“Did you hear a clacking?  I think there’s something wrong with the pipes.”

The cop’s reply was too low to hear, but the two of them kept chatting as the secretary walked away.  Jake was motioning to Eugenie, gesturing at her feet.  She shrugged, and, with his free hand, he mimed removing his shoes.  She nodded and, balancing against the Doctor, she slipped the first shoe off, accidentally dropping it.  There was a flash of light as it left her hand.  Eugenie looked at Jake; his eyes were wide, staring at where the flash had been.  She mouthed to him:

“Can they see it?”

He mouthed back: “I don’t know.”

The cop and the woman were still chatting—neither of them had noticed the shoe appear in the hallway, but neither had they yet looked in this direction.  If it was visible now, and she were to pick it up, a flying high-heeled shoe was sure to attract their notice.  She bent down and removed the second heel, and placed it on the ground next to the other.  There was a second flash.  Jake reached forward to her, tapping her shoulder, and motioning at the shoes.  She held up her fingers and mouthed: “One or two, what does it matter?”

Quieter now, she started forward, tugging on the Doctor’s arm.  She had to stifle a yelp as his foot came down on her ankle, but, in a moment, they were at the set of double doors leading out to the bullpen.  Eugenie stopped.  How could she open the door without being noticed? 

Then she rolled her eyes and let go of the Doctor’s hand.  They didn’t all need to be invisible, she realized.  Her whole body flashed as she let go, and once it had finished, she confidently strode out into the bullpen, holding the door open a moment, pretending to look around and gain her bearings.  A breeze passed behind her and she let the door close, then she walked purposefully to the front door of the station, praying that Jake and the Doctor were following a step behind.  The agents and police were looking at her curiously, but she ignored them and continued.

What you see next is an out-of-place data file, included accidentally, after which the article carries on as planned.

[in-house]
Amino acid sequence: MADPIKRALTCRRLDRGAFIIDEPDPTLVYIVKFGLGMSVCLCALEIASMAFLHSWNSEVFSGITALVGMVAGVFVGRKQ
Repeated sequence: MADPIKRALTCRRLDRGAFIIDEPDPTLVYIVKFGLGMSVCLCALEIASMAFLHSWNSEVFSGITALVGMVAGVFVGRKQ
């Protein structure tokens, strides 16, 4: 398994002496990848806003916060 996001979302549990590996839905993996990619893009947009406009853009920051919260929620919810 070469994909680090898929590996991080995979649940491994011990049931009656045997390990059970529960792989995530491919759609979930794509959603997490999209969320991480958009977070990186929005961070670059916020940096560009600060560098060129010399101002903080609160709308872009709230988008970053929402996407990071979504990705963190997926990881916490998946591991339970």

“Excuse me,” someone called to her, just as her hand was about to open the door.  She turned.  The older stern-looking ATF agent was calling to her, and he slowly made his way over.

“What do you need?” she demanded.

“I haven’t seen you today.  Who are you?”

“The ring!” she thought.  She was Eugenie now, not the leggy blond FBI agent. 

She swallowed.  “I’m with Agent Aldebrand and Agent Walker.”

“I’ll need to see some ID.”  Other officers were stepping forward, surrounding her.